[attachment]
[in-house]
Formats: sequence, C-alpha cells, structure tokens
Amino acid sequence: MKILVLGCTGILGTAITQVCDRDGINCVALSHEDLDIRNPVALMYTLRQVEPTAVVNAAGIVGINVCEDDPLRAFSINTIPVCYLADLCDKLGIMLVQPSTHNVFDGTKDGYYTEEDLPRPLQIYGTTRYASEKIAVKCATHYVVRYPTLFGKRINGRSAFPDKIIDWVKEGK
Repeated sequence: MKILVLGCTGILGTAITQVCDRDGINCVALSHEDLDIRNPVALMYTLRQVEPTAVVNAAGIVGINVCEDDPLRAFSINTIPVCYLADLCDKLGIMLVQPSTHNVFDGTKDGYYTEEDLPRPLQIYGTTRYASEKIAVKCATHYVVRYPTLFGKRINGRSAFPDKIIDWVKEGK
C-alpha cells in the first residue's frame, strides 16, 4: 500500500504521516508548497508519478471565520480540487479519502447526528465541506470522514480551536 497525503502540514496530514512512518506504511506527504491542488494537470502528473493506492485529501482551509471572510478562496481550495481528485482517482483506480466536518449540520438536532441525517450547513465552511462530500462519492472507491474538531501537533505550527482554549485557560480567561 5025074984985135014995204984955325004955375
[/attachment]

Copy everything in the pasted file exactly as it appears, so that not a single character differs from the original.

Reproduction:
[in-house]
Formats: sequence, C-alpha cells, structure tokens
Amino acid sequence: MKILVLGCTGILGTAITQVCDRDGINCVALSHEDLDIRNPVALMYTLRQVEPTAVVNAAGIVGINVCEDDPLRAFSINTIPVCYLADLCDKLGIMLVQPSTHNVFDGTKDGYYTEEDLPRPLQIYGTTRYASEKIAVKCATHYVVRYPTLFGKRINGRSAFPDKIIDWVKEGK
Repeated sequence: MKILVLGCTGILGTAITQVCDRDGINCVALSHEDLDIRNPVALMYTLRQVEPTAVVNAAGIVGINVCEDDPLRAFSINTIPVCYLADLCDKLGIMLVQPSTHNVFDGTKDGYYTEEDLPRPLQIYGTTRYASEKIAVKCATHYVVRYPTLFGKRINGRSAFPDKIIDWVKEGK
C-alpha cells in the first residue's frame, strides 16, 4: 500500500504521516508548497508519478471565520480540487479519502447526528465541506470522514480551536 497525503502540514496530514512512518506504511506527504491542488494537470502528473493506492485529501482551509471572510478562496481550495481528485482517482483506480466536518449540520438536532441525517450547513465552511462530500462519492472507491474538531501537533505550527482554549485557560480567561 5025074984985135014995204984955325004955375